Quick Recap: Clarice Starling, fledging FBI investigator, has been asked to interview one of the most notorious serial killers of all time- Hannibal Lecter. Although he is known to not talk to anyone, he takes a liking to Starling and decides to help her solve the case of another serial killer. Instead of just giving the FBI the information they need, Dr. Lecter gives clues in the form of anagrams and cryptic statements. In the end, Starling cracks the code and saves the day! Lecter, on the other hand, disappears to eat more faces. Awww.
Fun (?) Fact: In interviews, Anthony Hopkins has said the voice of Lecter is a mix of Truman Capote and Katherine Hepburn.
My thoughts: In full disclosure, I must say that I saw this film back in high school and for some reason really loved it. I immediately went out and read the trilogy by Thomas Harris and also watched the other two movies in the series. Part of me is embarrassed by how much I took to the gruesome story of a serial killer, but then I see that there is a tv show called ‘Hannibal’ that is rather popular and I don’t feel so bad.
So, in rewatching this movie years later, I can still see why so many people are drawn to its elements. Hell, I was even considering a career in law enforcement after watching Jodie Foster’s excellent portrayal of Starling. A tale of murder is as old as time, if I am allowed to be serious for a moment. It’s an act that most of us can never fathom and thankfully, never have any contact with. And so we are drawn to it. If you are going to write a book about a serial killer, which will later be an Oscar winning movie, might as well make it as gruesome and terrifying as possible, am I right? Give the people what they want. It reminds me of my brief job in high school, working at the public library in my tiny rural town. I used to love the Saturday shifts because it was so quiet and because the patrons that did come in were easy to check out. Most of the time I got two kinds of people on those days: The older women who came in with their paper bags full of trashy romance novels and the older men who came in with their paper bags full of trashy true crime novels. The limit for checking out those kinds of books was like 25 and I remember being so impressed by how quickly these people could get through so many of them in a week. I finally got up the nerve to ask an old man one day and he simply chuckled and responded that he never read the whole book, just ‘the good parts’.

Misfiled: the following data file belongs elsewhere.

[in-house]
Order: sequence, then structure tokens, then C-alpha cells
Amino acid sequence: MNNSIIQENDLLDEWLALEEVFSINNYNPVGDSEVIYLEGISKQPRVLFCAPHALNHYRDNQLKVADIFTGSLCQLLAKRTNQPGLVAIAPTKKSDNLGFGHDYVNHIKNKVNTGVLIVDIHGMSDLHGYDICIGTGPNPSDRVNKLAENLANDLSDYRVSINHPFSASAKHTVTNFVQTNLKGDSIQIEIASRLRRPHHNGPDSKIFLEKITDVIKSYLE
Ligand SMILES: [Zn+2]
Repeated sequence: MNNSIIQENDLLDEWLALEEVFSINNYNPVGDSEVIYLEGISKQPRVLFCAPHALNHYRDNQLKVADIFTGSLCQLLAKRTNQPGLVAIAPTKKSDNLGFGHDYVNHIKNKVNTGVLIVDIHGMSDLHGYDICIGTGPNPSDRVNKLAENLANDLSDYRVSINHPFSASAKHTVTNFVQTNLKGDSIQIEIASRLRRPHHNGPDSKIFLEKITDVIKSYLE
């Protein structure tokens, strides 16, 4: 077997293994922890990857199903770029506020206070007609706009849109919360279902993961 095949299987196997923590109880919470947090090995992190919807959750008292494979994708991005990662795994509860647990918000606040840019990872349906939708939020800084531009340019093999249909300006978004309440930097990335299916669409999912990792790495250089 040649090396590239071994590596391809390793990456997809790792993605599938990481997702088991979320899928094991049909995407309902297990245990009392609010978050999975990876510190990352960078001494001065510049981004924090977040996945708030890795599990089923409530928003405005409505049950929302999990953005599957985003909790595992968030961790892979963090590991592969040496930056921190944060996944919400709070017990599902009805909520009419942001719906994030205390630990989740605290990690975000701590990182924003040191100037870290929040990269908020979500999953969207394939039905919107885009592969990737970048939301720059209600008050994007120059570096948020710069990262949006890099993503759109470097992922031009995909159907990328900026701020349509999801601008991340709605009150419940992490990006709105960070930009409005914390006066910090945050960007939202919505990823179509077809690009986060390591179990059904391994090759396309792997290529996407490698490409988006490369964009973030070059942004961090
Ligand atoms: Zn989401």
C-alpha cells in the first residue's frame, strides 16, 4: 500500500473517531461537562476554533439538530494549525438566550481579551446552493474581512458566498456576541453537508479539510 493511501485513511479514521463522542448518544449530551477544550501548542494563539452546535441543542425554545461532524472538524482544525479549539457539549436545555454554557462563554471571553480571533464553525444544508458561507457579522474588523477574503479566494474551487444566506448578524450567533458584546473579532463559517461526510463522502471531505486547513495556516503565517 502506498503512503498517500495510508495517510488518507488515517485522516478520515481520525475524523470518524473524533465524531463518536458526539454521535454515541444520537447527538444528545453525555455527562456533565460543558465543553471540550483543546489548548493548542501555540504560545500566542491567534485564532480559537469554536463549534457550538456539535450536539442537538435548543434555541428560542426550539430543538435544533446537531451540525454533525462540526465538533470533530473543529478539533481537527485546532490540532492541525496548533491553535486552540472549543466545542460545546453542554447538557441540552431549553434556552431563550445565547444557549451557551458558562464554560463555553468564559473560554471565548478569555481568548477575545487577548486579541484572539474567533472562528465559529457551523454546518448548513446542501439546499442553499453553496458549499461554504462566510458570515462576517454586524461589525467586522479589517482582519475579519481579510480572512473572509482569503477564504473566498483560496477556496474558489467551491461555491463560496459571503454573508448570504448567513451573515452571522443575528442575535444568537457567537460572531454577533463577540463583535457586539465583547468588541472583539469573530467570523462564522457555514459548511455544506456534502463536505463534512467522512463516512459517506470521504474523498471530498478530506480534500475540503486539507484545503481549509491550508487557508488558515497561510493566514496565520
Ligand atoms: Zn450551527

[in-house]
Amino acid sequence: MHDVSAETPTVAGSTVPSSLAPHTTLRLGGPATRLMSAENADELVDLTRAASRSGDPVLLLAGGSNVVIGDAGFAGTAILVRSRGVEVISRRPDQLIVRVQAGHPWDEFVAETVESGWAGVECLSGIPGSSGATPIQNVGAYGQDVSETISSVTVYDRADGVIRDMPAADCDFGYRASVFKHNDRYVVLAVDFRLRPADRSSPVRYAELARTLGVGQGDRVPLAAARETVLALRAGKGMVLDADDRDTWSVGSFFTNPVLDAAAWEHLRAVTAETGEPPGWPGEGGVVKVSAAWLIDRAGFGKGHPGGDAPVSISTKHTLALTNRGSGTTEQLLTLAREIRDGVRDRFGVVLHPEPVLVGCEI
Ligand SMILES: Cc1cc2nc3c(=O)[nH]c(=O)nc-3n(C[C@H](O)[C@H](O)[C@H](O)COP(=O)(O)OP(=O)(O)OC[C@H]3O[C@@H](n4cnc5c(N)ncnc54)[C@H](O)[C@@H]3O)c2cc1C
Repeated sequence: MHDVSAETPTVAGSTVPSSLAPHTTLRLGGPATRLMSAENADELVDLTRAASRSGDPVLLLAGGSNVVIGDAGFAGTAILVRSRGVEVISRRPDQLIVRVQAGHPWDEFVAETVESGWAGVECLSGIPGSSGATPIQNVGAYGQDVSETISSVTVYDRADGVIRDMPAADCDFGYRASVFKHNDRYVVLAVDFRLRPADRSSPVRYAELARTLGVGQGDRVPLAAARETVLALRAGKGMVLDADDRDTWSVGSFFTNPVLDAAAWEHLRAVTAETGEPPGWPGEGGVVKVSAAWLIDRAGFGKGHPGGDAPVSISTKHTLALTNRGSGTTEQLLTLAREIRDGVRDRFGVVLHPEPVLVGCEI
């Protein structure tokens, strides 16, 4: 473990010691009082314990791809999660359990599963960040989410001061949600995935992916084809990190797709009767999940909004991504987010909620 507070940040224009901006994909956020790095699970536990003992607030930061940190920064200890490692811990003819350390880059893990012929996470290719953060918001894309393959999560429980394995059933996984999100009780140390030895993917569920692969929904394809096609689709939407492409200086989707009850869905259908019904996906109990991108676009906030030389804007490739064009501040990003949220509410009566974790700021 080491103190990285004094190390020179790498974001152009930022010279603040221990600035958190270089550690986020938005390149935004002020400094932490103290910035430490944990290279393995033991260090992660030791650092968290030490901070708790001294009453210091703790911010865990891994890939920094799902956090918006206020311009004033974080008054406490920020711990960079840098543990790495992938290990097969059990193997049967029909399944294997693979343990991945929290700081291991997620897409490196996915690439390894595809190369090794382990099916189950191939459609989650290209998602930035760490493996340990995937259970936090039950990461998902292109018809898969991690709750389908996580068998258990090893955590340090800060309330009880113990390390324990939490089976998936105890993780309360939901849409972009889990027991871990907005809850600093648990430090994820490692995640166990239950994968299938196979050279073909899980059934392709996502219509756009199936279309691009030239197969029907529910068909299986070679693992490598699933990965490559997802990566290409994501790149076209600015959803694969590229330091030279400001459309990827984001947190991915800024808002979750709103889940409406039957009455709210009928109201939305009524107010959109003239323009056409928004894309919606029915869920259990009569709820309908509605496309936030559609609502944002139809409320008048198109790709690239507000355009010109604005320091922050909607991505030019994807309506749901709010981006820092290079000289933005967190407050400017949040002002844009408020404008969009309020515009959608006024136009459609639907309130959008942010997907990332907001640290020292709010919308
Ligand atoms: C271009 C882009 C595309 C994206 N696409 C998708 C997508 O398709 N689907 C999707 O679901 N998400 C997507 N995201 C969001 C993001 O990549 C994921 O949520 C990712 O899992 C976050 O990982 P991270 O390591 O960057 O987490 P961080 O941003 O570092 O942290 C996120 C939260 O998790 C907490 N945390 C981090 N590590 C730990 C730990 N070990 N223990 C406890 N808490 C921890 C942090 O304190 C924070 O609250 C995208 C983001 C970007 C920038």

Hannibal Lecter’s character is satisfyingly complex. I spent the entire movie being repulsed by him, only to then find myself rooting for him, and then being repulsed by the fact that I was rooting for him. Like for example, when he agreed to help the investigation. He was flown to another facility, only to then insult and offend the woman who’s daughter had been kidnapped by Buffalo Bill. I found myself laughing at the awfulness of the situation and the fact that Lecter was just being himself. In looking at trivia for ‘The Silence of the Lambs’, I was amazed to find out that Anthony Hopkin’s total screen time for the movie was a mere 16 minutes and yet most people who have never seen the movie know who Hannibal Lector is and may even be able to quote some lines.
In the end, this movie accomplishes what it came to do- it was terrifying. The most unsettling scene for me was when Lecter has escaped. It’s a complex plan, but at one point the police officers are in the elevator, riding with another officer that they believe has had his face eaten. All of a sudden, drops of blood start materializing on the man’s white bed sheet. I knew what was going to happen and yet I was still completely horrified. There is nothing better than a movie that delivers a satisfying shock like that.
Final review: 5/5. Even without Lecter, this is one of the scariest films I have seen. It’s not one that gave me nightmares, but it was deeply unsettling and I think that’s the worst kind of scary.
Up next: If…